Strange doesn’t begin to cover it, but here’s the important part: Every social media platform reacted by removing every Tide-challenge related video and banning posters. Those platforms then moved swiftly to post warnings that the challenge was life-threatening. As news of the challenge became general knowledge, every major media outlet responded by running programs warning against the practice, and calling out the videos as unsafe. From CBS News to Good Morning America, the phenomenon was examined, the dangers made clear, and those pushing the idea were shamed. Networks didn’t feel any embarrassment about calling out those involved, even those who were under 18, and pointing out the dangers of what they were encouraging.
Now, let’s move to another event that took place in 2017. That’s when Harley Branham, a manager at the local Dairy Queen in Fayette, Missouri, was charged with encouraging the suicide of a 17-year-old employee. As the St. Louis Post-Dispatch reported, Branham harassed the employee over a period of three months, making fun of his weight, his appearance, his way of speaking, and his intelligence. In 2019, Branham pleaded guilty to a charge of third-degree assault in the youth’s death, and was sentenced to two years’ probation after making a deal with prosecutors.
Branham’s case is not unique. In 2014, 18-year-old Conrad Roy climbed into his pickup, closed the doors, and ended his life through carbon monoxide asphyxiation. For months in advance of that day, his girlfriend Michelle Carter had been sending Roy messages encouraging him to kill himself. At one point in the middle of his death, Roy texted Carter that he had gotten out of the truck. “Get back in,” she texted in reply. He did. In 2017, Carter was convicted of involuntary manslaughter. She was released in 2020, after spending just over a year behind bars.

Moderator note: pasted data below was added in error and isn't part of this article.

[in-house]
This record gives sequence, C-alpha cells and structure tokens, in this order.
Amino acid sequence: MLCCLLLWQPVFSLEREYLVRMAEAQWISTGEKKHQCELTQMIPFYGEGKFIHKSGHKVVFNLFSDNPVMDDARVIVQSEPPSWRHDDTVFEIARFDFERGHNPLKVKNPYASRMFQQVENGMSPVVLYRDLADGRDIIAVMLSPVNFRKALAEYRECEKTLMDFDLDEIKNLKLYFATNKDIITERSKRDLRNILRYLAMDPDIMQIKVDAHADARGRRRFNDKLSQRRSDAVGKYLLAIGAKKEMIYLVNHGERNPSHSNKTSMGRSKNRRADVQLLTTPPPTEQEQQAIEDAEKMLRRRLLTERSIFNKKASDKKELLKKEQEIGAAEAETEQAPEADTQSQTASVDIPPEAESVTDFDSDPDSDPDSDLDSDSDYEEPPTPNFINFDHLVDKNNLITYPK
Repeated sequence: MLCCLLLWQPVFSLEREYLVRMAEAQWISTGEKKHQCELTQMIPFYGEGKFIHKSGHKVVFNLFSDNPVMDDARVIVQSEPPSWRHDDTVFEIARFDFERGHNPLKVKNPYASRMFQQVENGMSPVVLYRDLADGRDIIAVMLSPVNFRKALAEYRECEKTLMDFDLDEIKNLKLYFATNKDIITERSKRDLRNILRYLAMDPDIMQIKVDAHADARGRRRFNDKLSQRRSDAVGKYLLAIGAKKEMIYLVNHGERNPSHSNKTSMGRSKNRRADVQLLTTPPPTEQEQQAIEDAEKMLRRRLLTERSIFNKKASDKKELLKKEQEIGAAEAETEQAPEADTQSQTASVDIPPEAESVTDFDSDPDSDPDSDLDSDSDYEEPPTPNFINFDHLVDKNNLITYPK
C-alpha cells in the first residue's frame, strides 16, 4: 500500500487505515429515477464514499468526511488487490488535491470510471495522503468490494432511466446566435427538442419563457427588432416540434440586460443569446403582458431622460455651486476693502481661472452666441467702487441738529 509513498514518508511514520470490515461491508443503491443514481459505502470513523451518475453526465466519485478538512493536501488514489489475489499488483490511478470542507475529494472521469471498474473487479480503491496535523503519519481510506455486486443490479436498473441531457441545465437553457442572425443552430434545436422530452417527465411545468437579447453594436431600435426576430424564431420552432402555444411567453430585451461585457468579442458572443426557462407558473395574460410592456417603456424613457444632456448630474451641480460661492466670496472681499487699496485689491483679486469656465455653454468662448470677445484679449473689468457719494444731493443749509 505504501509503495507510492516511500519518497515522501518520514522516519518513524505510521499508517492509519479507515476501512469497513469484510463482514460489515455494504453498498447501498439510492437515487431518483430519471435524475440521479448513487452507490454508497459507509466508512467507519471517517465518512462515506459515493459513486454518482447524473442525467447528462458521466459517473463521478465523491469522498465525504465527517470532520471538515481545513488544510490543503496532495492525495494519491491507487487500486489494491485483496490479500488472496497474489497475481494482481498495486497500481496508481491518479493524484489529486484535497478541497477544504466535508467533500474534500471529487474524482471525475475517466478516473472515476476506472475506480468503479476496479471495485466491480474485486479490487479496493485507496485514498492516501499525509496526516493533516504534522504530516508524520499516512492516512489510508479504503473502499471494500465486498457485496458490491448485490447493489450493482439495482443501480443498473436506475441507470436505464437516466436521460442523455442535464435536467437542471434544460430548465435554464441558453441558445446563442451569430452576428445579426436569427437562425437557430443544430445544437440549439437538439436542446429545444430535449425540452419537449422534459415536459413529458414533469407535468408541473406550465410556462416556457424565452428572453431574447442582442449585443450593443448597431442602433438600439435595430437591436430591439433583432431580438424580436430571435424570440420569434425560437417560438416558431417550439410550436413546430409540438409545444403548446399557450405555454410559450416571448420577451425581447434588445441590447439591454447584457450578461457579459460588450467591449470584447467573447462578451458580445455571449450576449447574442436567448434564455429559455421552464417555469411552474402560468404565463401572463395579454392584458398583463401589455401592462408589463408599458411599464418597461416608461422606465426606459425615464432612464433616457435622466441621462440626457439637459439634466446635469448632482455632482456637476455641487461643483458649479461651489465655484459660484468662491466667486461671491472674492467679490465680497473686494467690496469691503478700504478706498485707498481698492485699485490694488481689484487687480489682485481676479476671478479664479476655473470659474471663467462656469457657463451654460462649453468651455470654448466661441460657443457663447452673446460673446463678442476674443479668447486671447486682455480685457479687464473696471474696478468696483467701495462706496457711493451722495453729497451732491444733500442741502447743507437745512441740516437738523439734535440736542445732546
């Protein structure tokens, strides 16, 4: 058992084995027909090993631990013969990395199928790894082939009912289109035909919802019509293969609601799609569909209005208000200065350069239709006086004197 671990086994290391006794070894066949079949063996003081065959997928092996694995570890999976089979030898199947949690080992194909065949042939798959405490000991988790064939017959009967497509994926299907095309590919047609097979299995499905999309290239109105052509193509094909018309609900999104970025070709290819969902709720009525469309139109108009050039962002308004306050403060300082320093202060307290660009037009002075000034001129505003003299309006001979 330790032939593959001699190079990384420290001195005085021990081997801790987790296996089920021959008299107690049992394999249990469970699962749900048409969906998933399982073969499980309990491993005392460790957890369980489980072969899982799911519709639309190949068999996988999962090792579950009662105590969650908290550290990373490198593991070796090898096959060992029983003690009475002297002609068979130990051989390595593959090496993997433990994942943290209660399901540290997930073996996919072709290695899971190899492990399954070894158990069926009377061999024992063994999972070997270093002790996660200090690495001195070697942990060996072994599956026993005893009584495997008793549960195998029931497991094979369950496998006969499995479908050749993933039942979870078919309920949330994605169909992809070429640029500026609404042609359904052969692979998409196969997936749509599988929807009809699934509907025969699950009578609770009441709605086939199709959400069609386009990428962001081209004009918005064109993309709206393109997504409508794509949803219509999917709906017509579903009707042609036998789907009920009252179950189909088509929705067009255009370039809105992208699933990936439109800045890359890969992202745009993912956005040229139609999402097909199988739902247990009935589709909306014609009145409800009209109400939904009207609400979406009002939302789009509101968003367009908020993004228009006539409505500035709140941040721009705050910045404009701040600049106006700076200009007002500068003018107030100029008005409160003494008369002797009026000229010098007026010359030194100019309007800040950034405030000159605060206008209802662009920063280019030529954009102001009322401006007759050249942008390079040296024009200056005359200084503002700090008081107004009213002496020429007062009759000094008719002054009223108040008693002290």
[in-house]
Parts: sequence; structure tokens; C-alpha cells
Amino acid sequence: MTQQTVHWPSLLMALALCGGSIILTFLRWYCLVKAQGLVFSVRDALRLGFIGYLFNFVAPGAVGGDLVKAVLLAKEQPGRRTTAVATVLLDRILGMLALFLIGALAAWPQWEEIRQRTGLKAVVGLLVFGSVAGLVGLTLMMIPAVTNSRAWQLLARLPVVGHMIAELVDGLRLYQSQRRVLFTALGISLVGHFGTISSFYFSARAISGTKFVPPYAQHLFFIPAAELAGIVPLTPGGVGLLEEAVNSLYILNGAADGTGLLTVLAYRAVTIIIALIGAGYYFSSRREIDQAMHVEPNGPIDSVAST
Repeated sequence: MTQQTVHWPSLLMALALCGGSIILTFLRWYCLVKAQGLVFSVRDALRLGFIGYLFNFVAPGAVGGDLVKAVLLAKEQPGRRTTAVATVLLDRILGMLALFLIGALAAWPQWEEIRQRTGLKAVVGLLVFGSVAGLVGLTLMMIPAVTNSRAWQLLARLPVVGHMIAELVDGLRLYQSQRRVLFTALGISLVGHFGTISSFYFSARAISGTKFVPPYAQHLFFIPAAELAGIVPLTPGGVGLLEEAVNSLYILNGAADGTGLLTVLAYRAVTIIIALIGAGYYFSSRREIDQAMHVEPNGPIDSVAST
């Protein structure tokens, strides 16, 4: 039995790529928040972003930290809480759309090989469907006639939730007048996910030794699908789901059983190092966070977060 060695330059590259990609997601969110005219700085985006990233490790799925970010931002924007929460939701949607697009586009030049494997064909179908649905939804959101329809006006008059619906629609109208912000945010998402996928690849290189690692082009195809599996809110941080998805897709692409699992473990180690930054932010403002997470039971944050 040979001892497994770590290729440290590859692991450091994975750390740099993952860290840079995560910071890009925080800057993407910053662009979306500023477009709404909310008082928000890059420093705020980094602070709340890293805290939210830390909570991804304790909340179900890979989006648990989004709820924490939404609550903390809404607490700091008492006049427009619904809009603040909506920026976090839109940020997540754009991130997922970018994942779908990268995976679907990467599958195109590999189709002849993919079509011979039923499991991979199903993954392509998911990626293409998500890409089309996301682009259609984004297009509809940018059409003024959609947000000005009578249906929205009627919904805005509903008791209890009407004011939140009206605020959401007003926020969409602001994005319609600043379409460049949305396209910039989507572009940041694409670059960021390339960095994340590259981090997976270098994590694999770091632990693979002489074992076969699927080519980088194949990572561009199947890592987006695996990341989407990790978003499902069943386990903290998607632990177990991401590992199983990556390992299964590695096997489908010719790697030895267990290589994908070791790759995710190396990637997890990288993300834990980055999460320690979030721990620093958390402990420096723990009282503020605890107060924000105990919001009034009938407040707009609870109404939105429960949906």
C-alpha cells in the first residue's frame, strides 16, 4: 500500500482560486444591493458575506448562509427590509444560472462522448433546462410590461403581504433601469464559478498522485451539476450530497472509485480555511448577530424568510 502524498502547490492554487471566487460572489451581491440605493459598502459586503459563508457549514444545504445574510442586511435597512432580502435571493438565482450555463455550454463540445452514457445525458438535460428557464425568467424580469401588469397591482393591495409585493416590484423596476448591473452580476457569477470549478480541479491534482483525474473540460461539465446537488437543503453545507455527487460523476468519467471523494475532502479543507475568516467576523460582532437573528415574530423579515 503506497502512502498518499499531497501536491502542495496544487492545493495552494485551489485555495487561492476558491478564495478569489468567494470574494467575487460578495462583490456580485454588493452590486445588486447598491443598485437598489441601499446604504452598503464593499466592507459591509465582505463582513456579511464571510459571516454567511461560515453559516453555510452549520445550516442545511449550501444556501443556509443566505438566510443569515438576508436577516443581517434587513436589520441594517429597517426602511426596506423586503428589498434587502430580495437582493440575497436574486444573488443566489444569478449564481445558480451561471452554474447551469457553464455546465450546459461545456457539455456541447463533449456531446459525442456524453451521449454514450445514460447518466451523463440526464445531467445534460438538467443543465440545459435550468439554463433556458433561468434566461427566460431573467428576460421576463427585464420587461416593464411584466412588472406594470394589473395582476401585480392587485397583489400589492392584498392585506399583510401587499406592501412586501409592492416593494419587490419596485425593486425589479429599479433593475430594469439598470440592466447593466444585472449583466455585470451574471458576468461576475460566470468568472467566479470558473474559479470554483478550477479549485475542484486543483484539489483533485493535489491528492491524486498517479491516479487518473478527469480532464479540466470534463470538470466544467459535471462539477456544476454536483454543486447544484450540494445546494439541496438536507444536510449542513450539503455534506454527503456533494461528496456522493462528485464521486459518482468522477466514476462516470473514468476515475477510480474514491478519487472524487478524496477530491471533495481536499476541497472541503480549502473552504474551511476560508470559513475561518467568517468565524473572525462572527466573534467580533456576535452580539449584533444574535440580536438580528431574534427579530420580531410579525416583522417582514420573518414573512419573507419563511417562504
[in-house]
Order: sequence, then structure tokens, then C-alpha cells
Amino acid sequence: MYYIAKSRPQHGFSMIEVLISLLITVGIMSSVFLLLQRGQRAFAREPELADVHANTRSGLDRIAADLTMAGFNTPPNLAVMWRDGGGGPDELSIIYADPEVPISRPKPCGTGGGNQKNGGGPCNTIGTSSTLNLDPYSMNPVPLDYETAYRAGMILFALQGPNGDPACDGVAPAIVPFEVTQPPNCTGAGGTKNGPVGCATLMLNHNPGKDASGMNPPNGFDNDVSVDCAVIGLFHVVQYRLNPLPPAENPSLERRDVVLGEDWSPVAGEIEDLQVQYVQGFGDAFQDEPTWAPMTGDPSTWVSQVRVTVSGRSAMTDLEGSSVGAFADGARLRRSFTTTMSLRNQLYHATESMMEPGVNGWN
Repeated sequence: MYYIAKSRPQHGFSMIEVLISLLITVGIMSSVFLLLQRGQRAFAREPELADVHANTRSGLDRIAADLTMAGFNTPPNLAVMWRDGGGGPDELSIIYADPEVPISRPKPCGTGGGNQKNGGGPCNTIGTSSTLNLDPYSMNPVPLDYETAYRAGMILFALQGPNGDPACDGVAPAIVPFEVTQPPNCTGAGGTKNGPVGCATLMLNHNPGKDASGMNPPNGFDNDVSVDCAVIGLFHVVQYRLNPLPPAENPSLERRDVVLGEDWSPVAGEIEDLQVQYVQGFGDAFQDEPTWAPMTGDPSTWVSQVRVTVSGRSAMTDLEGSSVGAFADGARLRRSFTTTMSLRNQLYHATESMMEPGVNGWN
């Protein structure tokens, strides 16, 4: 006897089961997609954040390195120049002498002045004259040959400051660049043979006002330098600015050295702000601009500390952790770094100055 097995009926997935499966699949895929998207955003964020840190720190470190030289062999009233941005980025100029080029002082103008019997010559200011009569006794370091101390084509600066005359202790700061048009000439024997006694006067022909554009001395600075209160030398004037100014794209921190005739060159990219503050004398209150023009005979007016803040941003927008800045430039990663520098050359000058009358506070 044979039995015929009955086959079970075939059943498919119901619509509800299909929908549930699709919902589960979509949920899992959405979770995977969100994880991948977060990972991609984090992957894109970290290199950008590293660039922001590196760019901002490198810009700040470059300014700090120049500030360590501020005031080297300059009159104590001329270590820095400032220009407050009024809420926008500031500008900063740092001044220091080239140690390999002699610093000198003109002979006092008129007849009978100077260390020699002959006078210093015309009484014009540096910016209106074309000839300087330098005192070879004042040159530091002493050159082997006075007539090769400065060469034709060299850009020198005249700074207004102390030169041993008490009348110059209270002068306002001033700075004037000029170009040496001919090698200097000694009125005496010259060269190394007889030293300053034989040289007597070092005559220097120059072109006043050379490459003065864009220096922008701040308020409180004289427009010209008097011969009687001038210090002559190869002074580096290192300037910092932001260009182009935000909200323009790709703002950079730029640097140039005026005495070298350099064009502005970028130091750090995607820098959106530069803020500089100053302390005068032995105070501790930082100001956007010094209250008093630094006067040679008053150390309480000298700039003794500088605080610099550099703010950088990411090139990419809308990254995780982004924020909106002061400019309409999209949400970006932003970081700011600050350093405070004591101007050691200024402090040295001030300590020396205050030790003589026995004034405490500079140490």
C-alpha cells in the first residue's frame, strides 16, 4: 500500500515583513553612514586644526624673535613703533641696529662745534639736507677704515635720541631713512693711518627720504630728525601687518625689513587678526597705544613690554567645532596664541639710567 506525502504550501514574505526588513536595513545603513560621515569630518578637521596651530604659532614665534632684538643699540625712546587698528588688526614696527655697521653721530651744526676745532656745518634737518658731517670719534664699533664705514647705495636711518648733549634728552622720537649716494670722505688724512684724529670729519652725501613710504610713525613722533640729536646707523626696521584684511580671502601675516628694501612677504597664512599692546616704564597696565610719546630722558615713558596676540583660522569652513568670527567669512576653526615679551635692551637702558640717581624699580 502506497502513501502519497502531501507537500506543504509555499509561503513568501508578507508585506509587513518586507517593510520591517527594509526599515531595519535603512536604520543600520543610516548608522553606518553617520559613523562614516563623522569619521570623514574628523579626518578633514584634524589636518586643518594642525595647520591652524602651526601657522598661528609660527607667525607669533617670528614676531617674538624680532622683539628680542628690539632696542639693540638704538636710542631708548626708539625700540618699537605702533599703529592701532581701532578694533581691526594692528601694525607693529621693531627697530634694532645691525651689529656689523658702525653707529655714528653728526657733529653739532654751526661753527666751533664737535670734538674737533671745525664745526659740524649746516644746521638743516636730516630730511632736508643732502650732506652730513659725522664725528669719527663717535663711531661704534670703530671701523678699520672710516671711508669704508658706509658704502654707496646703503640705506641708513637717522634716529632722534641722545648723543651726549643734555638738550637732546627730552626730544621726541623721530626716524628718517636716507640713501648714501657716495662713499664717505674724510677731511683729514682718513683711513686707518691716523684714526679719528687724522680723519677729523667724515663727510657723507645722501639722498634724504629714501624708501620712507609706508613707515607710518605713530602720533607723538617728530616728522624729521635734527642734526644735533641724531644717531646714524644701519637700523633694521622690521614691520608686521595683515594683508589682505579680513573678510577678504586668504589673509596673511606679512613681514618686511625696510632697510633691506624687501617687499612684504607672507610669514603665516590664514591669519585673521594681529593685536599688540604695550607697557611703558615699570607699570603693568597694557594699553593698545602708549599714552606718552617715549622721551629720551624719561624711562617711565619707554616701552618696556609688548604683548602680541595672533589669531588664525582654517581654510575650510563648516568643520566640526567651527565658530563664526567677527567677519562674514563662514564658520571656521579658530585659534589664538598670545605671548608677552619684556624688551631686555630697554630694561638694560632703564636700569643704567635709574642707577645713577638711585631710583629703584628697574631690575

In May 2021 alone, over 18,000 Americans died of COVID-19. Of those who died, only about 150 were people who had been vaccinated. In the same month, more than 107,000 Americans were hospitalized for severe illness attributed to COVID-19. Only 1% of those people had been vaccinated.
It may be too much to charge Tucker Carlson directly with 18,000 counts of manslaughter for his actions over the course of that month, but there is one thing certain: What Carlson is doing is much closer to the actions of Branham or Carter than it is to the teens laughing over the Tide Pod challenge. The frozen food heir is fully aware of the consequences of his actions, He is fully aware of the falseness of his claims. He is fully culpable in the deaths of thousands of Americans.
This is not a case of a broadcaster repeating a mistaken claim, or someone rushing forward with information that is incomplete. Carlson is deliberately, frequently, and constantly providing disinformation to the public that generates real and lasting harm—including death on a massive scale.
There may be no prosecutor in the country willing to charge Carlson for his involvements in these days—though honestly, there should be. But if that’s too much to expect, then certainly it should be a bare minimum that Carlson be treated with the kind of seriousness that was given to a disorganized group of kids that generated 0.1% as many deaths over eight years as Carlson and his ilk produced in a single month, a month that was the least deadly month of the entire pandemic.
Every single platform should feel an obligation to not just disown Carlson, but to prominently feature material correcting his false claims. Every single news program should feel obligated to call out this threat regularly, until it no longer exists. And every single sponsor who puts up a dime for his program should be considered a co-conspirator in his acts.